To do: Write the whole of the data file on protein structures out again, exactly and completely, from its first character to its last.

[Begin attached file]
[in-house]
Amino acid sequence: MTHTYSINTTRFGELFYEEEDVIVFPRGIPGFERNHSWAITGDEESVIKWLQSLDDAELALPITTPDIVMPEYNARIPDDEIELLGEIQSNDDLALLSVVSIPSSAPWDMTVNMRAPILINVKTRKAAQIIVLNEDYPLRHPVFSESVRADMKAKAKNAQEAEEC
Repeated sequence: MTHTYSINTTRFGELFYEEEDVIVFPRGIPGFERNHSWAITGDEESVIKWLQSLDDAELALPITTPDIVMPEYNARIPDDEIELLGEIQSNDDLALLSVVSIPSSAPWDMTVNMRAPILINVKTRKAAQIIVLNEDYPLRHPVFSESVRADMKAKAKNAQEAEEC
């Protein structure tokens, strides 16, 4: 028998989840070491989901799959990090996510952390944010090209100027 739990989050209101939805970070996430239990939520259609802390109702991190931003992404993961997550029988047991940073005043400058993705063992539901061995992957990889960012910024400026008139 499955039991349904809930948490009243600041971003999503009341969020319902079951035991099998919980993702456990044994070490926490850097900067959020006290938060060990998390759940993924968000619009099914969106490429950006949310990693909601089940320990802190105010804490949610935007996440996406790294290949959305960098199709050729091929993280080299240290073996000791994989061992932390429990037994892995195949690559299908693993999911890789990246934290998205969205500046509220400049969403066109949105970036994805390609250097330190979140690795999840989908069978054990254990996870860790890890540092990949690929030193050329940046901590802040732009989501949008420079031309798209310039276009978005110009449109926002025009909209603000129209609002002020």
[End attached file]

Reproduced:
[in-house]
Amino acid sequence: MTHTYSINTTRFGELFYEEEDVIVFPRGIPGFERNHSWAITGDEESVIKWLQSLDDAELALPITTPDIVMPEYNARIPDDEIELLGEIQSNDDLALLSVVSIPSSAPWDMTVNMRAPILINVKTRKAAQIIVLNEDYPLRHPVFSESVRADMKAKAKNAQEAEEC
Repeated sequence: MTHTYSINTTRFGELFYEEEDVIVFPRGIPGFERNHSWAITGDEESVIKWLQSLDDAELALPITTPDIVMPEYNARIPDDEIELLGEIQSNDDLALLSVVSIPSSAPWDMTVNMRAPILINVKTRKAAQIIVLNEDYPLRHPVFSESVRADMKAKAKNAQEAEEC
């Protein structure tokens, strides 16, 4: 028998989840070491989901799959990090996510952390944010090209100027 739990989050209101939805970070996430239990939520259609802390109702991190931003992404993961997550029988047991940073005043400058993705063992539901061995992957990889960012910024400026008139 499955039991349904809930948490009243600041971003999503009341969020319902079951035991099998919980993702456990044994070490926490850097900067959020006290938060060990998390759940993924968000619009099914969106490429950006949310990693909601089940320990802190105010804490949610935007996440996406790294290949959305960098199709050729091929993280080299240290073996000791994989061992932390429990037994892995195949690559299908693993999911890789990246934290998205969205500046509220400049969403066109949105970036994805390609250097330190979140690795999840989908069978054990254990996870860790890890540092990949690929030193050329940046901590802040732009989501949008420079031309798209310039276009978005110009449109926002025009909209603000129209609002002020």